Interview with Miracle of Sound´s Gavin "Gav" Dunne:
Here you'll find Miracle of Sound on The Escapist.
You also should give thanks to Gav, since he's giving away one of his songs in high quality for free. He left us the choice of the track, and as a D&D-nerd who loves to play the dwarf, that choice was pretty clear: have fun with 'Nord Mead', a wonderful song about the benefits of strong drinks in fantastical environments!
Download: Miracle of Sound - Nord Mead (MP3 320 KBit) Click right and "save as"...
Eurogamer: How do you come up with this stuff? Is it all created in nightlong poetry-slams with yourself or did you just instinctively start to hum "Krogan...leopard...Shepard..." while playing the game and wrote it down?
Gavin "Gav" Dunne: Your description actually fits really well for how MOS got started. I was playing Half-Life 2 and started randomly humming 'Gordon Freeman Saved My Life' - it just popped into my head. I was a bit down at the time due to my old band falling apart, so I decided to make it into a fun little song and record it to cheer myself up. And then it just ... took off! Nowadays though the songwriting is tougher as I need to make a new one every fortnight. I treat it like a job - I sit down and work 9 to 5, sometimes a lot longer, up to 70/80 hours a week even. It's a lot of work - writing, recording, mixing and mastering a song every fortnight - but it is fun, creative work that leaves me with something that will last forever - so it's all good.
Eurogamer: At what point did you realize that there could be potential for a career as a videogame-bard?
Gavin "Gav" Dunne: I think it was when Commander Shepard went viral I realized the bigger potential there. The others had gotten great views but this one grabbed the attention of Bioware themselves and of a huge part of the gaming community. I emailed the Escapist to see if they'd like to have me as a contributor and they were like 'Yep!' And so music became my job, a dream come true.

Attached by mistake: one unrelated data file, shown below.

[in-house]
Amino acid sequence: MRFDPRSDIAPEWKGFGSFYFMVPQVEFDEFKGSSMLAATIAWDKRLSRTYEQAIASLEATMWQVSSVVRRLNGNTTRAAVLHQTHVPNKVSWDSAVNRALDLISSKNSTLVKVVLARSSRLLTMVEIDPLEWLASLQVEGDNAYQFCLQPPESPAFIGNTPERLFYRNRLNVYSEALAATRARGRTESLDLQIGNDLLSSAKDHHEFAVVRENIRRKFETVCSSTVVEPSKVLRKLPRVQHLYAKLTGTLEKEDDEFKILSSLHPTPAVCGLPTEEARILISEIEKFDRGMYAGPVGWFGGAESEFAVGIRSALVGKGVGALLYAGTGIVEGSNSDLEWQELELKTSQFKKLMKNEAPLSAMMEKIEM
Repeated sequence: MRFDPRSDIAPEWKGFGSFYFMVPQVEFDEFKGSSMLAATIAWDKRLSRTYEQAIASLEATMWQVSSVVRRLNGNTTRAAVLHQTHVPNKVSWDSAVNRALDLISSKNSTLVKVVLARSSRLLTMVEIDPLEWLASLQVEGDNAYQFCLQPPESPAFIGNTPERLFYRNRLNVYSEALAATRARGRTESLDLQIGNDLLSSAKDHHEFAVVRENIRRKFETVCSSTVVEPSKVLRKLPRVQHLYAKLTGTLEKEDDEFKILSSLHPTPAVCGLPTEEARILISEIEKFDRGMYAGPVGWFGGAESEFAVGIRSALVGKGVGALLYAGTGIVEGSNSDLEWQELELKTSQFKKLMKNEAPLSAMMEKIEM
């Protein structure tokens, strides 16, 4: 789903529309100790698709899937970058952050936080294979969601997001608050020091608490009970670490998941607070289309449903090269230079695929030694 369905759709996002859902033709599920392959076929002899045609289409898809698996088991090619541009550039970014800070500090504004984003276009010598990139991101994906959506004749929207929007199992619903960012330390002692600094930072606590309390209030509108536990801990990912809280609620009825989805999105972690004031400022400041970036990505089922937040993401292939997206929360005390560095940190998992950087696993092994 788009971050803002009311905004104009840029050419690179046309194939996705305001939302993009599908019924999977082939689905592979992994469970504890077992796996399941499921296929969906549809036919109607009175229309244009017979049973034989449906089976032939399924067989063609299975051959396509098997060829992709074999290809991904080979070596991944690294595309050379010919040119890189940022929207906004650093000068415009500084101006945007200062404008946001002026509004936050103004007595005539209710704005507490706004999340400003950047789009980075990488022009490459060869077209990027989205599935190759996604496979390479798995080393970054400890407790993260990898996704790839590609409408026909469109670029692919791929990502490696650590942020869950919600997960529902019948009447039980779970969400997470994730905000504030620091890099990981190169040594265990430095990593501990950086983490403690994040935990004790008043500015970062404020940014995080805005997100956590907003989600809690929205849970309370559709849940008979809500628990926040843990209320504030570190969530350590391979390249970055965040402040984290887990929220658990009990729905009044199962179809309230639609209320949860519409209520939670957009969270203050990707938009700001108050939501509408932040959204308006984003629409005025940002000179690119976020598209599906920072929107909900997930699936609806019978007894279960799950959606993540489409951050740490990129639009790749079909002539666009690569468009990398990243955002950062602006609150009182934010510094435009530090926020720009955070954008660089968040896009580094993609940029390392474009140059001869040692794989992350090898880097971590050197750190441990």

Eurogamer: One man (well, you) is all it takes to be a 'miracle of sound'? Sometimes it sounds like there's a ton of instruments and a full choir.
Gavin "Gav" Dunne: I do everything myself except for special occasions when I need a female vocal (or jazz musicians, on Sweet L.A.). I record every voice and instrument separately, one after the other. My mixes are gargantuan, messy, clusterfucks a lot of the time. I use up to 100 different tracks sometimes piling on layer after layer of sound. I use Cubase 6 to mix vocals, guitars etc. and a program called Kontakt that lets me play realistic string and orchestra sounds through my keyboard. As for the 'choir', it's all me - I just sing in each line one after the other and the computer plays it all back together. As you can imagine, it is very time consuming! Try to imagine it like a painting - you add more layers and colours one at a time to make the overall piece shine.
Eurogamer: There seem to be many different musical influences in the Miracle of Soundsongs. I'd say there is a good part of Rock-Metal in there, but also Devo-esque stuff ("Wheatley´s Song"), 80s-Wave-sounds in "Commander Shepard" or a bit of Gary Numan in "Little Sister". How far am I off and how do you go about picking a tune for a game and theme?
Gavin "Gav" Dunne: It's different each time but generally I try to pick a genre or a musical 'feel' that fits with my own experience of the game or of the particular aspect of the storyor character I am writing about. Obvious examples would be the robotic electro style in Wheatley's Song (Portal 2), the Nordic, chanting balladry of Sovngarde Song (Skyrim), the dark cyberpunk synths of 'The New Black Gold' (Deus Ex). Then sometimes I like to pick something totally off the wall and odd for fun - such as 'Necromorph Soup'. I don't think anyone was expecting a funky, funny little disco shuffle about a game like Dead Space! It actually annoyed the hell out of some people, too, which was amusing.
Big musical influences for me are Bowie, Nine Inch Nails, Devin Townsend, Iron Maiden, mid 80s U2 - anyone who mixes up their style a lot and tries different things.
Eurogamer: You said one time that you have been in bands for quite a long time and that you are one of those guys, who always almost made it. What kind of bands were those and have you already "made it" with Miracle of Sound?